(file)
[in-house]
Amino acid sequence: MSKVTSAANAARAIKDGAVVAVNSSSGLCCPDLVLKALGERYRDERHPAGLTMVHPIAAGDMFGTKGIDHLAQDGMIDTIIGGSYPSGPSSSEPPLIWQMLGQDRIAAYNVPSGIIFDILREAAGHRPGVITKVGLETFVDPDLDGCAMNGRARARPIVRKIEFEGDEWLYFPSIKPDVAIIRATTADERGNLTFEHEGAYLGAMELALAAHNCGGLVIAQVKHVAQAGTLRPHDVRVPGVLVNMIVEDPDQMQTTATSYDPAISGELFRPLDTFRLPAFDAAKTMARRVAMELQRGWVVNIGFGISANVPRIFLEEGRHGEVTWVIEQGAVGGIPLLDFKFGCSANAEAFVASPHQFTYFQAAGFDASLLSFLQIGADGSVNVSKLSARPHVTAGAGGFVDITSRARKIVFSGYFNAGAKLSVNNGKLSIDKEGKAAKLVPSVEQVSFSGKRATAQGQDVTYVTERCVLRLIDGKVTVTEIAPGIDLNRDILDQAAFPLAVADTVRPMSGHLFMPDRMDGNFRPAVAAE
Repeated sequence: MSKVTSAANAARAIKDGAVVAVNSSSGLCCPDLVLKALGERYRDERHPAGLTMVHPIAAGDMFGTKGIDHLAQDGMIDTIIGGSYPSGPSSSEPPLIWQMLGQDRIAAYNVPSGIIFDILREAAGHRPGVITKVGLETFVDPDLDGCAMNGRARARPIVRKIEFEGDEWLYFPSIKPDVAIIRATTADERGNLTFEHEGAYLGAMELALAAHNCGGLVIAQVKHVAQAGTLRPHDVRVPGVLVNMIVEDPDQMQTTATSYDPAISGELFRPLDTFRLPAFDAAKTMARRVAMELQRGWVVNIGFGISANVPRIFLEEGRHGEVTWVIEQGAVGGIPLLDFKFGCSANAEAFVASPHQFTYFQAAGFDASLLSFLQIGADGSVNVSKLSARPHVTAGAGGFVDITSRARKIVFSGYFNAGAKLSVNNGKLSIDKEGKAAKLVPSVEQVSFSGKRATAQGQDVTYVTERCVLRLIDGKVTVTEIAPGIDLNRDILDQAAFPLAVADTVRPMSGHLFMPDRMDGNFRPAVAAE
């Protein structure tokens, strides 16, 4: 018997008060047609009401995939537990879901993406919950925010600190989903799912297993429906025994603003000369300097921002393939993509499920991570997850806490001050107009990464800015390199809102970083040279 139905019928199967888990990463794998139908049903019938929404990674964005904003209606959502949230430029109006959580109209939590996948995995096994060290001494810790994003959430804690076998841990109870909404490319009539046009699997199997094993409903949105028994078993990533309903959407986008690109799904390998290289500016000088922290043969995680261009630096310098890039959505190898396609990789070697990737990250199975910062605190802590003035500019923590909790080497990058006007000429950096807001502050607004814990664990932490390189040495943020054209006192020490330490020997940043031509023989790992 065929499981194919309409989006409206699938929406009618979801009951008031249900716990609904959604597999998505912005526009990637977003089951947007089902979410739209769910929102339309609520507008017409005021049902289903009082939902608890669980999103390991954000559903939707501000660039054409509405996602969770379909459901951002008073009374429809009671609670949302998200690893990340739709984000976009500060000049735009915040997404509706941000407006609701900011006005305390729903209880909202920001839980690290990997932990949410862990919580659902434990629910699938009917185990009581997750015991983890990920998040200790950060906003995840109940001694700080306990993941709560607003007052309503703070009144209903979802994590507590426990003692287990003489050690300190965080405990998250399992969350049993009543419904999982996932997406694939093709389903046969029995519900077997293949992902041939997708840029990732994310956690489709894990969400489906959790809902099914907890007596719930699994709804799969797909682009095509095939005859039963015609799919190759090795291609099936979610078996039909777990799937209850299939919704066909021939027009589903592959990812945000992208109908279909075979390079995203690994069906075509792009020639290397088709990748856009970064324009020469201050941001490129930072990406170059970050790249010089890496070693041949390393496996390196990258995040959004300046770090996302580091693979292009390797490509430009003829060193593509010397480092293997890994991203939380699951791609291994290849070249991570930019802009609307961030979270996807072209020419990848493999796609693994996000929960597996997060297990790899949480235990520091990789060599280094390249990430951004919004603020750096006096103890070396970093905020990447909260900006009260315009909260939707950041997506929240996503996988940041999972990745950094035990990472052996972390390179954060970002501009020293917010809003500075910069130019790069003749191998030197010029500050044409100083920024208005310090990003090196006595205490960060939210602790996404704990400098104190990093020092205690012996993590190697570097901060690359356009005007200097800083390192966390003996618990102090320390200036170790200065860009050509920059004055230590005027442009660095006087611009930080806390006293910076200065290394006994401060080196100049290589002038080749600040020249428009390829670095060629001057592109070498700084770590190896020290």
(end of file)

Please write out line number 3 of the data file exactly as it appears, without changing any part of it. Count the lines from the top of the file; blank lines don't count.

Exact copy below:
Repeated sequence: MSKVTSAANAARAIKDGAVVAVNSSSGLCCPDLVLKALGERYRDERHPAGLTMVHPIAAGDMFGTKGIDHLAQDGMIDTIIGGSYPSGPSSSEPPLIWQMLGQDRIAAYNVPSGIIFDILREAAGHRPGVITKVGLETFVDPDLDGCAMNGRARARPIVRKIEFEGDEWLYFPSIKPDVAIIRATTADERGNLTFEHEGAYLGAMELALAAHNCGGLVIAQVKHVAQAGTLRPHDVRVPGVLVNMIVEDPDQMQTTATSYDPAISGELFRPLDTFRLPAFDAAKTMARRVAMELQRGWVVNIGFGISANVPRIFLEEGRHGEVTWVIEQGAVGGIPLLDFKFGCSANAEAFVASPHQFTYFQAAGFDASLLSFLQIGADGSVNVSKLSARPHVTAGAGGFVDITSRARKIVFSGYFNAGAKLSVNNGKLSIDKEGKAAKLVPSVEQVSFSGKRATAQGQDVTYVTERCVLRLIDGKVTVTEIAPGIDLNRDILDQAAFPLAVADTVRPMSGHLFMPDRMDGNFRPAVAAE